Published on September 17th, 2012 | by TKOWL0
Underrated Youngsters: Non-Fully Evolved Pokémon in VGC
Evolution: it’s been a core concept to all Pokémon trainers ever since the beginning, with young and veteran players grinding in hopes their Charmander would become the mighty Charizard and purchasing the right stone for their precious Eevee. However, in recent times, some Pokémon have proven that they don’t need to evolve to perform well. These are just some not-fully-evolved Pokémon that I think are cool to use — some of them can actually outclass their evolved counterparts!
The core behind all Non-Fully Evolved (NFE) Pokémon, Eviolite was one of the biggest game-chaging items introduced in Generation 5. When held by a Pokémon that has not reached its final evolution, Eviolite increases that Pokémon’s Defense and Sp. Defense by 50%. This turned many Pokémon that were once outclassed by their evolutions into overnight stars and adds a new core of defense in an offensive metagame. Below are just a few of the Pokémon that make the best out of this item, and a few of my personal experiences with them, and are all Pokémon you should consider if you want to utilize Eviolite.
Cool NFE Pokémon
The Beckon Pokémon is one of the Pokémon who benefited the most from Eviolite, as it has now become the most reliable Trick Room setup Pokémon besides Cresselia thanks to its immunity to Fake Out and access to a vast support movepool including Will-o-Wisp, Disable, and Helping Hand, as well as semi-reliable healing with Pain Split. With the added bulk from Eviolite, it outclasses its evolution, Dusknoir, and will almost never be OHKO’d by anything bar a Gem-boosted super-effective move or a critical hit. During the 2012 Philadelphia Regionals, both my Milotic and Garchomp struggled hard against this tank, as it kept using Pain Split and Will-o-Wisp to slowly whittle down my Pokémon’s HP bars while healing itself. The match eventually ended on time with only my Milotic and his Dusclops left, the latter still at top HP.
A sort of mini-Cresselia, Porygon2 is another Pokémon who benefited greatly from Eviolite’s boosts adding to its already-high defensive stats. One of the very rare Normal-type Special attackers and the only one besides Kecleon with access to Trick Room, Porygon2 is another fine Pokémon to set up Trick Room and is capable of dealing significant damage afterwards. Porygon2 can also function well outside Trick Room, using Thunder Wave to cripple opponents and control Speed. Porygon2 has also one of the most potent and underrated abilities in the game: Trace, which clones an opponent’s ability when entering battle. This can range from copying Swift Swim from Ludicolo to copying Intimidate from Hitmontop and Salamence, to a wide variety of other hilarious incidents. I used a Bold mixed Defense, Special Attack, and Sp. Defense Porygon2 myself at the Regionals last year, and, besides my Milotic, it was the star of the team, sponging up a surprising amount of hits, while hitting hard with Thunderbolt and Ice Beam. During one match, I switched Porygon2 in for y fainted Garchomp, and ended up Tracing the opponent’s Dragonite’s Multiscale, increasing my bulk even more. With a wide offensive and supporting movepool, only one weakness (abiet a big one considering Fighting’s prevalence in the metagame), and great defenses, you have a star that can easily outclass its mentally insane older evolution.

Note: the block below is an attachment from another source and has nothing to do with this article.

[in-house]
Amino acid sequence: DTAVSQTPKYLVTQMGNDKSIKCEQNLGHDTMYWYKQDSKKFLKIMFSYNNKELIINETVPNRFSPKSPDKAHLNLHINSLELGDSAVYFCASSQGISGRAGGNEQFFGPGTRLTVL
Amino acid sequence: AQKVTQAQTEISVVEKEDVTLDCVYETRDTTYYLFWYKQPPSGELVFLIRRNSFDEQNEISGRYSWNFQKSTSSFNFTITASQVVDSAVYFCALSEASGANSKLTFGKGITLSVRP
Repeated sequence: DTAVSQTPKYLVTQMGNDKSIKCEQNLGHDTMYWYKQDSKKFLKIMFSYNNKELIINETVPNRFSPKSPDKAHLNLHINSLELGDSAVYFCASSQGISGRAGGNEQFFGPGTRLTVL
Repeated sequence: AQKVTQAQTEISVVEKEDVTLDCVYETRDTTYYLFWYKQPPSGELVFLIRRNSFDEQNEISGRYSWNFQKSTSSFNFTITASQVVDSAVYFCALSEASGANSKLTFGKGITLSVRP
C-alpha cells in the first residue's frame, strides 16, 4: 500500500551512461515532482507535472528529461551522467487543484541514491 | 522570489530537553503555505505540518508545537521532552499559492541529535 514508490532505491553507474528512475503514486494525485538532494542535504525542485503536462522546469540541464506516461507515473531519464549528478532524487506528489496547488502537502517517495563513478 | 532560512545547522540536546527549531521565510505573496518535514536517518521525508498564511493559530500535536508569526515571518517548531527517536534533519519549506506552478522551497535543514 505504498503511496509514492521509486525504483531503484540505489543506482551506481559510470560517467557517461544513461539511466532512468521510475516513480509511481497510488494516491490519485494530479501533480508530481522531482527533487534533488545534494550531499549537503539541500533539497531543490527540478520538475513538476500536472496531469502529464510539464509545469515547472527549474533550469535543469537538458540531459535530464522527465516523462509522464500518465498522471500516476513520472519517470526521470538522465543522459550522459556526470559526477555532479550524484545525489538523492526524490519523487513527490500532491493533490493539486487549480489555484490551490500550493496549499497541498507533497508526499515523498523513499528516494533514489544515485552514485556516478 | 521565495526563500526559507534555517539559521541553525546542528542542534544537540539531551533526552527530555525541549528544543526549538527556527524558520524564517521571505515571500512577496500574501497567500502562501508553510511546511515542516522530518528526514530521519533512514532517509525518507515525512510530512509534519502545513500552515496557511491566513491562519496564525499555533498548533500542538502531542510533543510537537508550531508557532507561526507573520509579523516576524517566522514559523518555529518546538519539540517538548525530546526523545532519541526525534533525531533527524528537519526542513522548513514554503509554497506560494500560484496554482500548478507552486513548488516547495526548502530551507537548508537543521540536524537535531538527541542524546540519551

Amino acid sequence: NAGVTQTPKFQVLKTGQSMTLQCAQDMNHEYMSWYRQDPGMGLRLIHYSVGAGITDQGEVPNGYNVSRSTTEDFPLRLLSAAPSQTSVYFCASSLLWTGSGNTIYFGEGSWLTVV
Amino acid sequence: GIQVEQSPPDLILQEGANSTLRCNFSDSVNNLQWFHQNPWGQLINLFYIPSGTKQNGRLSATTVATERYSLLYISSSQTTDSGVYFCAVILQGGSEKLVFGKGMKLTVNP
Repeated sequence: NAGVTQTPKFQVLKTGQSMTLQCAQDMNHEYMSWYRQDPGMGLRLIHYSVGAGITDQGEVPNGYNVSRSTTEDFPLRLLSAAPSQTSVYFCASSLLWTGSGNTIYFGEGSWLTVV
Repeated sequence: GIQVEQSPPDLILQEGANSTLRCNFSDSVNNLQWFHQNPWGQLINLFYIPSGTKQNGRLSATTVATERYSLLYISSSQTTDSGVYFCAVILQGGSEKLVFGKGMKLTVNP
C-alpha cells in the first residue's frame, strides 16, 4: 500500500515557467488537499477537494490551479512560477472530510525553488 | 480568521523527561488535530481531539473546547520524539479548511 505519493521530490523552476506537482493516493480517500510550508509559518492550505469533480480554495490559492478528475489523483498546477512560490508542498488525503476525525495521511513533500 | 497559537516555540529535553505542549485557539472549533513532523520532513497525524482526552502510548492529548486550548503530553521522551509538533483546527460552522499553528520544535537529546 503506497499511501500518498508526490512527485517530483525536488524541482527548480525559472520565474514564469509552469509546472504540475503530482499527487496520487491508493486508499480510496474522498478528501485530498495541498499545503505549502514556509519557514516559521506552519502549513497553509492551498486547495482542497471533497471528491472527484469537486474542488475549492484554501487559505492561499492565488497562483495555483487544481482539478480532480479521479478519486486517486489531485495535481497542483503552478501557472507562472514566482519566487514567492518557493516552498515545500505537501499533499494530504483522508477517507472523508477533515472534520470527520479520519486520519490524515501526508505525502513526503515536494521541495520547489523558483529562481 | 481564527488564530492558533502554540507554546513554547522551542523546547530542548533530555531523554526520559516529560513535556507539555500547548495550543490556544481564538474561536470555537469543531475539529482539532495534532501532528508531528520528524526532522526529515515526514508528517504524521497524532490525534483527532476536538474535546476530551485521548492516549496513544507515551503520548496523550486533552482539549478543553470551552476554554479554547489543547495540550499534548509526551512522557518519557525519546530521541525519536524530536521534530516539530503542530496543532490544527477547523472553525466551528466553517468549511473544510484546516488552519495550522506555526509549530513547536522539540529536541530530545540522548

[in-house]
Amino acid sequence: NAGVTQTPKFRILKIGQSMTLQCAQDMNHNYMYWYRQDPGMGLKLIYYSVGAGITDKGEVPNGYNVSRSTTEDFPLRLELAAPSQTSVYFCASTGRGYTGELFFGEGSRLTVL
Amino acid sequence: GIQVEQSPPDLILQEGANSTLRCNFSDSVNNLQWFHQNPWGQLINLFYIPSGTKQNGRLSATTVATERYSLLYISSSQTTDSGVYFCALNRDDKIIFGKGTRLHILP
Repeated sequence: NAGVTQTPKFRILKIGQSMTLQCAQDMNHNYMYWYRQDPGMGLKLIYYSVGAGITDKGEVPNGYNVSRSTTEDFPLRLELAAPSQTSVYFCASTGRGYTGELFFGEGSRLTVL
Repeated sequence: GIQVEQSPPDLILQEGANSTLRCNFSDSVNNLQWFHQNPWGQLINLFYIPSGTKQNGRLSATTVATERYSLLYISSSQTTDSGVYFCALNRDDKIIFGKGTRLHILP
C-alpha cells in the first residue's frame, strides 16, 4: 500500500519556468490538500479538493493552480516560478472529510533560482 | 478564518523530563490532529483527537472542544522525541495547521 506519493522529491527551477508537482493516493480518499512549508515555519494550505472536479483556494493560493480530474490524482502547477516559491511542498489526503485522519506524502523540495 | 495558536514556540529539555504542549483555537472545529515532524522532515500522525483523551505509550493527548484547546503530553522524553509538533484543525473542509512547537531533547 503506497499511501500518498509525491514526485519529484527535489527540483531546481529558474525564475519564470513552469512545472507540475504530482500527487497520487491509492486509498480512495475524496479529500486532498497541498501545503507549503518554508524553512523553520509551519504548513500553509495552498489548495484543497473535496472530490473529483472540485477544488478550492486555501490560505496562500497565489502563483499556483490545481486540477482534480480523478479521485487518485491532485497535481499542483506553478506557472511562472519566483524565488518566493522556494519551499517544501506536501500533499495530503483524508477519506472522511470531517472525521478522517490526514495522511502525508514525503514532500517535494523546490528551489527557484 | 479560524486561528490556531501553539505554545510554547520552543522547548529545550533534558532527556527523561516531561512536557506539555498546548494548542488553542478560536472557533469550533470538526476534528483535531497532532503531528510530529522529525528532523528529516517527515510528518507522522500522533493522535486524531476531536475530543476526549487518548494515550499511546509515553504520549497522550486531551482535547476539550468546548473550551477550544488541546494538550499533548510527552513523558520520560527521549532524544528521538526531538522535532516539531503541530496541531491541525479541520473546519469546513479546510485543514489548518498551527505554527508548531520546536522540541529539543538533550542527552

This is it: the Pokémon that gained the most benefit from Eviolite, the obese pink egg herself, Chansey. Once outclassed by Blissey, when Chansey got her stubby little arms on the purple stone, her already impressive Special Defense stat turned monstrous, capable of surviving more Special Attacks then her evolution while also beefing up her Physical defense past Blissey’s. In a tier filled with Special Attackers such as Thundurus, Latios, Zapdos, and others, this trait is absolutely essential. She also has Thunder Wave, like Porygon2, to disable Pokémon that can give her trouble. With reliable recovery in Softboiled, Chansey can absorb the hits almost as much as she wants… unless they’re physical, which preys on Chansey’s miserable Defense stat, even with Eviolite’s boost. This can be worked around, however, with partners such as Sableye Burning enemy physical attackers. Chansey is also the core behind the deadly Guard Split Shuckle set: when Shuckle shares it defenses with the pink blob, Chansey’s Defense stat skyrockets, allowing her not even to be 5HKO’d be Terrakion’s Close Combat! Another, abiet more luck-based, strategy is to use Minimize, an insanely annoying move for the opponent, as foes can even have trouble inflicting ANY damage on Chansey after usage! If your team is having trouble with special attackers or needs a good defensive core, Chansey is your Pokémon.
Clefairy, the originally-intended mascot for the series, has some fun tools that Clefable doesn’t have: most notably, Friend Guard. This new ability increases the partner’s defensive stats by 25%, saving it from a few unexpected OHKOs. It also has Follow Me, which directs all moves towards Clefairy, further protecting its partner. Clefairy also has a very large support movepool, including Thunder Wave, Encore, Lucky Chant, Reflect, Light Screen, Gravity, Tickle, and others, so it’s often difficult for a foe to decide what any given Clefairy will do. Clefairy has started to rise in usage in the Japanese Global Battle Union metagame, a place where more weird Pokémon see usage, but it can prove to be an underrated supporter in our VGC metagame. So why not try it out for yourself, you might be surprised!